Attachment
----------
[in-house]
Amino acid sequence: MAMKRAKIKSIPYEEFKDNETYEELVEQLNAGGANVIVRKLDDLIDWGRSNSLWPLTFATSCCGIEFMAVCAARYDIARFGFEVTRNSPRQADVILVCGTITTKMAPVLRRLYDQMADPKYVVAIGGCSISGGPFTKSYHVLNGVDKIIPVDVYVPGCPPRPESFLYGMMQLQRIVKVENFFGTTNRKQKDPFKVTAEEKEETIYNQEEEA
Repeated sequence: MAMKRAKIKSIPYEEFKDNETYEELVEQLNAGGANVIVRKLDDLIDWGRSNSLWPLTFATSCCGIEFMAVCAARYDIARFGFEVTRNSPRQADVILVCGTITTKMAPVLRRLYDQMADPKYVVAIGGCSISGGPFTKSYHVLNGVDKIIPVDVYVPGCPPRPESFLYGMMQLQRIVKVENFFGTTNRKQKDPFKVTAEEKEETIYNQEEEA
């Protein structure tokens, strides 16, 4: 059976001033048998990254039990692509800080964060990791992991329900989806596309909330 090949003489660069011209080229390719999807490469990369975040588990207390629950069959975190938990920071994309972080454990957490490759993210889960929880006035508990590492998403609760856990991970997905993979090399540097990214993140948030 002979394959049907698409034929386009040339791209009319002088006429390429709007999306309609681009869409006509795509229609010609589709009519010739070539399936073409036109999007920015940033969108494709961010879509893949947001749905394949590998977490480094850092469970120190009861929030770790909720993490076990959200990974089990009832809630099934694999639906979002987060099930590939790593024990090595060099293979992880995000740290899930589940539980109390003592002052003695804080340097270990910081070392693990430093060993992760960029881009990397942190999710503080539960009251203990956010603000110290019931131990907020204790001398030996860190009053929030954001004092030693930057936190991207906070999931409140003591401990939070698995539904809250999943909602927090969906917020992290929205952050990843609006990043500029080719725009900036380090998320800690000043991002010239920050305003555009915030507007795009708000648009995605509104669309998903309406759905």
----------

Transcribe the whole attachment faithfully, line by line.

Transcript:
[in-house]
Amino acid sequence: MAMKRAKIKSIPYEEFKDNETYEELVEQLNAGGANVIVRKLDDLIDWGRSNSLWPLTFATSCCGIEFMAVCAARYDIARFGFEVTRNSPRQADVILVCGTITTKMAPVLRRLYDQMADPKYVVAIGGCSISGGPFTKSYHVLNGVDKIIPVDVYVPGCPPRPESFLYGMMQLQRIVKVENFFGTTNRKQKDPFKVTAEEKEETIYNQEEEA
Repeated sequence: MAMKRAKIKSIPYEEFKDNETYEELVEQLNAGGANVIVRKLDDLIDWGRSNSLWPLTFATSCCGIEFMAVCAARYDIARFGFEVTRNSPRQADVILVCGTITTKMAPVLRRLYDQMADPKYVVAIGGCSISGGPFTKSYHVLNGVDKIIPVDVYVPGCPPRPESFLYGMMQLQRIVKVENFFGTTNRKQKDPFKVTAEEKEETIYNQEEEA
């Protein structure tokens, strides 16, 4: 059976001033048998990254039990692509800080964060990791992991329900989806596309909330 090949003489660069011209080229390719999807490469990369975040588990207390629950069959975190938990920071994309972080454990957490490759993210889960929880006035508990590492998403609760856990991970997905993979090399540097990214993140948030 002979394959049907698409034929386009040339791209009319002088006429390429709007999306309609681009869409006509795509229609010609589709009519010739070539399936073409036109999007920015940033969108494709961010879509893949947001749905394949590998977490480094850092469970120190009861929030770790909720993490076990959200990974089990009832809630099934694999639906979002987060099930590939790593024990090595060099293979992880995000740290899930589940539980109390003592002052003695804080340097270990910081070392693990430093060993992760960029881009990397942190999710503080539960009251203990956010603000110290019931131990907020204790001398030996860190009053929030954001004092030693930057936190991207906070999931409140003591401990939070698995539904809250999943909602927090969906917020992290929205952050990843609006990043500029080719725009900036380090998320800690000043991002010239920050305003555009915030507007795009708000648009995605509104669309998903309406759905």